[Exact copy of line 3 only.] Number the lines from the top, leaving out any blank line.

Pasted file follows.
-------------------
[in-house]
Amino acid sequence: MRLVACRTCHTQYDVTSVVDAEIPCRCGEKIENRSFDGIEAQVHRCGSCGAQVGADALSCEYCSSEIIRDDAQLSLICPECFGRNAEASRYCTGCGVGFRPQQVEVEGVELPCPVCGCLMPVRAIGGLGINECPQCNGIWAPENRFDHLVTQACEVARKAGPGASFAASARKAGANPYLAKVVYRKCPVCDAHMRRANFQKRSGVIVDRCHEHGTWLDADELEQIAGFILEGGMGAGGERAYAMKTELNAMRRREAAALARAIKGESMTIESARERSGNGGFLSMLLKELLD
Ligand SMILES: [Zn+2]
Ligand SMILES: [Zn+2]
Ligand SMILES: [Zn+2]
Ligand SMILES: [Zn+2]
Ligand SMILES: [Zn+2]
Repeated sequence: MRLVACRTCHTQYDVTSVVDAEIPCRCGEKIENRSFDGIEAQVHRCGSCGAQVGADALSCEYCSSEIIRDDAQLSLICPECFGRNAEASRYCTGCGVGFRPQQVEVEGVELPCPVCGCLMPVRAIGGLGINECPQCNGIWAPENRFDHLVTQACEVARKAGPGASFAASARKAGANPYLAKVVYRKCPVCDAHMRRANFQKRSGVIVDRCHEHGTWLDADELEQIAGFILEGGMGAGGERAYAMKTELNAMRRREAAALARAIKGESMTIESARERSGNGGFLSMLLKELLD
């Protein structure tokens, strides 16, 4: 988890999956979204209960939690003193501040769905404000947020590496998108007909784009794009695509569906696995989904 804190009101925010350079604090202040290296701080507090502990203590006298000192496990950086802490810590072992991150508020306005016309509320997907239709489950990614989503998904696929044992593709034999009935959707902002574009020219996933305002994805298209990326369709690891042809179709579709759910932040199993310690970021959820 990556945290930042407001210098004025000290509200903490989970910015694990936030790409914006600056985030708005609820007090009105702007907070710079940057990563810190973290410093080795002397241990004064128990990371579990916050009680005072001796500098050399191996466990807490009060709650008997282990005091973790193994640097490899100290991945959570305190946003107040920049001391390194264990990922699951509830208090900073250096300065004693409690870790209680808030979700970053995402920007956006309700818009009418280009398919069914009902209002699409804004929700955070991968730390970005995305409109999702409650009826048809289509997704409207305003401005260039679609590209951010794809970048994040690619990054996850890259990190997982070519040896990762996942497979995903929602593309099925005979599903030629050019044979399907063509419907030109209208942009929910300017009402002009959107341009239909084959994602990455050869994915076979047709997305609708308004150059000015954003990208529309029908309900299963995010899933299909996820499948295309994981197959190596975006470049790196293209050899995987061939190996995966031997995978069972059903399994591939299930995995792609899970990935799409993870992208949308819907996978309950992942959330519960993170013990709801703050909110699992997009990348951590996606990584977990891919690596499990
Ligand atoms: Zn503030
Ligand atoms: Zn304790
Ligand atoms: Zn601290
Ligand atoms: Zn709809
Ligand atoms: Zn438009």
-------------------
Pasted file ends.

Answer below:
Ligand SMILES: [Zn+2]